"One Israeli former intelligence source told The Times that the 22-year-old Ms Livni had been recruited into Mossad after her National Service by a childhood friend, Mira Gal, who herself served for two decades in the agency and who now works as her ministry bureau chief."

Livni ran against hardliner Shaul Mofaz whom a third TimesOnline piece describes as:

"A tough-talking general who leapt straight from an army career to become Defence Minister under Ariel Sharon, after having commanded the retaking of the West Bank from the Palestinian Authority in 2002 at the height of the Palestinian intifada. Known for his hawkish stance, he attracted much attention this summer when he warned his native Iran that Israel would launch an attack if it did not halt its nuclear programme. 

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"'If Iran continues its programme to develop nuclear weapons, we will attack it. The window of opportunity has closed,' he said in June."

Arab nationalists are disgusted with the results and condemn Arabs who joined the Kadima party, calling them the court Arabs: 
"A good Arab is not an Arab who joins Kadima, Likud or even Labor.  Most of Kadima's Arab voters have already been in all of them; such is the relationship between national minorities and the government.  A good Arab cannot support those parties that are directly responsible for discrimination, occupation and the killing of their people.  However, it turns out that distress leads to disgrace: election corruption instead of struggle, collaboration instead of national pride."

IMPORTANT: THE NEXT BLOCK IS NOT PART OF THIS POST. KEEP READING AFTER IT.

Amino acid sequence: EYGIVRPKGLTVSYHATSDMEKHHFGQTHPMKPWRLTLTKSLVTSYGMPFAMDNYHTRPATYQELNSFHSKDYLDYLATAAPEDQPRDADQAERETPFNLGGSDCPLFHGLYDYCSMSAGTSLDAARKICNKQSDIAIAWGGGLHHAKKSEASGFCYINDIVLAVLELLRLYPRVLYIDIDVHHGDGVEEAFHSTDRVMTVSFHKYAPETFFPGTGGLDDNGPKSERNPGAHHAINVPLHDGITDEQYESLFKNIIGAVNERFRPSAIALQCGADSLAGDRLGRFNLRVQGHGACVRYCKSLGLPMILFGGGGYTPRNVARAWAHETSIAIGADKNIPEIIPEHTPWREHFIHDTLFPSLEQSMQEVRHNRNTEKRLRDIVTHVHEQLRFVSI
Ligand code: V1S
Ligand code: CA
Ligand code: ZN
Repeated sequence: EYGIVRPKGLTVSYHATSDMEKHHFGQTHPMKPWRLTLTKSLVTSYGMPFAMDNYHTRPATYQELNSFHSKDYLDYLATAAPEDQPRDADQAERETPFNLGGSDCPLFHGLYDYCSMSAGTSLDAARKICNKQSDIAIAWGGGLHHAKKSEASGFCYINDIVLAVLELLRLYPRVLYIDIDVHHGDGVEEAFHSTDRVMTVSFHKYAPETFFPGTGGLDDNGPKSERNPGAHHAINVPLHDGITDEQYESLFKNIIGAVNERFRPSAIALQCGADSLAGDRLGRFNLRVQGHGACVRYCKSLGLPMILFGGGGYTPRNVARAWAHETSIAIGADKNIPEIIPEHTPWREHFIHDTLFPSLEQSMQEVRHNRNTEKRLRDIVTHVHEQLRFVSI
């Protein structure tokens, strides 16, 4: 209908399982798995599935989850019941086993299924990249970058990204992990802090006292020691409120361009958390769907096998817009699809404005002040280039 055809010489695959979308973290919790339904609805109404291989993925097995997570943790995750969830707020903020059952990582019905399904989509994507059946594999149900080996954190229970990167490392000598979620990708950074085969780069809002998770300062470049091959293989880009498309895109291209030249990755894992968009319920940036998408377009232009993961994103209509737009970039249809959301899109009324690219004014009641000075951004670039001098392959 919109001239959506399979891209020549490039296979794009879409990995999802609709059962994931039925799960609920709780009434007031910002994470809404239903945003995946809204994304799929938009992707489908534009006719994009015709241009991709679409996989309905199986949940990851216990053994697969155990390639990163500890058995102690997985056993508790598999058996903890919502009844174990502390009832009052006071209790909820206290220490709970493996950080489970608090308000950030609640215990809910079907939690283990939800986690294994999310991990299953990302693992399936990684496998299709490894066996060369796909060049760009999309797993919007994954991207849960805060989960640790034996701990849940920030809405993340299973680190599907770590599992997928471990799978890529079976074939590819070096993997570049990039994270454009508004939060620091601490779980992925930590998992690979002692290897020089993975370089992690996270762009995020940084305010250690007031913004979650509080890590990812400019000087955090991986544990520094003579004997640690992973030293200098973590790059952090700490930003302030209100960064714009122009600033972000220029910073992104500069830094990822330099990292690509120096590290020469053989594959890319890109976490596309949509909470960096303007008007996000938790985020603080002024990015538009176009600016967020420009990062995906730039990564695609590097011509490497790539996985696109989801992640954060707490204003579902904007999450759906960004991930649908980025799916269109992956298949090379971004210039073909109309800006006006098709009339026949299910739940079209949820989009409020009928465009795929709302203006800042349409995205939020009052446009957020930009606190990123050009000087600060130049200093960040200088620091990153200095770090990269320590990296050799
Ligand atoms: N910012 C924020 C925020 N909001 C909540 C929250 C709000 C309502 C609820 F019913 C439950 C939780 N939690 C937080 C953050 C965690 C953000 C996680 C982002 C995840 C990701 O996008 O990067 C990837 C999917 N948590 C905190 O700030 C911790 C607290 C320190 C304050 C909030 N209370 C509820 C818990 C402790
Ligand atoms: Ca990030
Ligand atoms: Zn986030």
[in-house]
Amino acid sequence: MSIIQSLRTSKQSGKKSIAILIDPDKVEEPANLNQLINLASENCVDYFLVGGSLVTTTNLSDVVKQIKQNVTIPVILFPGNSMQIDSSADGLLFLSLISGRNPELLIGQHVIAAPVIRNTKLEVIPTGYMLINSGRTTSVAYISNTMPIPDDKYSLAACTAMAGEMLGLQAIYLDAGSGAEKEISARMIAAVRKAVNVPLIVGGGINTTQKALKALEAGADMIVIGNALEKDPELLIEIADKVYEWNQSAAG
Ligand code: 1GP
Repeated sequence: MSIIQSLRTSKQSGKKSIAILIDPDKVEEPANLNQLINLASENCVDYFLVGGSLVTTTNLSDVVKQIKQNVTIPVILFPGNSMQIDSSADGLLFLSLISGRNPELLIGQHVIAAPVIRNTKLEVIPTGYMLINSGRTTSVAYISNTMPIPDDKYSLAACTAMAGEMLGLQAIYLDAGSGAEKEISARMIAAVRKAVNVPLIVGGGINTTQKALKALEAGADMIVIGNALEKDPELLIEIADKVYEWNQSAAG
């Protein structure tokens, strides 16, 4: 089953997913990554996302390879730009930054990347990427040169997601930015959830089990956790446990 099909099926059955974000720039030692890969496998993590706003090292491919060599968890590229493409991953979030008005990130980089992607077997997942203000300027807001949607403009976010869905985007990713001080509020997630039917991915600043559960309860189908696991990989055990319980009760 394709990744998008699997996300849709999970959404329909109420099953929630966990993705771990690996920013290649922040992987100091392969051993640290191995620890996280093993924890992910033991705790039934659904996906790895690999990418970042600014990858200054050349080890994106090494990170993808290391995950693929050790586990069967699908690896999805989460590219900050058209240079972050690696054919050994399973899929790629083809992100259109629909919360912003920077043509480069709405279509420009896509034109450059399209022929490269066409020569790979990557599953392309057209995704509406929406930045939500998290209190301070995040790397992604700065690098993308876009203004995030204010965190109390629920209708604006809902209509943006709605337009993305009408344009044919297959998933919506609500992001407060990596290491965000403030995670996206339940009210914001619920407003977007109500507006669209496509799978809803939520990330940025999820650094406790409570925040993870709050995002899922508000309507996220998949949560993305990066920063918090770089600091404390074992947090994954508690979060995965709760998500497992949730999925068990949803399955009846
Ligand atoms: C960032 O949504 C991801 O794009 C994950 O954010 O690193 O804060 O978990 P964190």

How this all turns out for Palestinians, Iranians or US interests in the Middle East remains to be seen, but Livni's right centrist position surely matches Barack Obama's.  As one commenter posted, "This is just more of the same." 


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In 2004, Rady Ananda joined the growing community of citizen journalists. Initially focused on elections, she investigated the 2004 Ohio election, organizing, training and leading several forays into counties to photograph the 2004 ballots. She officially served at three recounts, including the 2004 recount. She also organized and led the team that audited Franklin County Ohio's 2006 election, proving the number of voter signatures did not match official results. Her work appears in three books.

Her blogs also address religious, gender, sexual and racial equality, as well as environmental issues; and are sprinkled with book and film reviews on various topics. She spent most of her working life as a researcher or investigator for private lawyers, and five years as an editor.

She graduated from The Ohio State University's School of Agriculture in December 2003 with a B.S. in Natural Resources.

All material offered here is the property of Rady Ananda, copyright 2006, 2007, 2008, 2009. Permission is granted to repost, with proper attribution including the original link.

"In a time of universal deceit, telling the truth is a revolutionary act." Tell the truth anyway.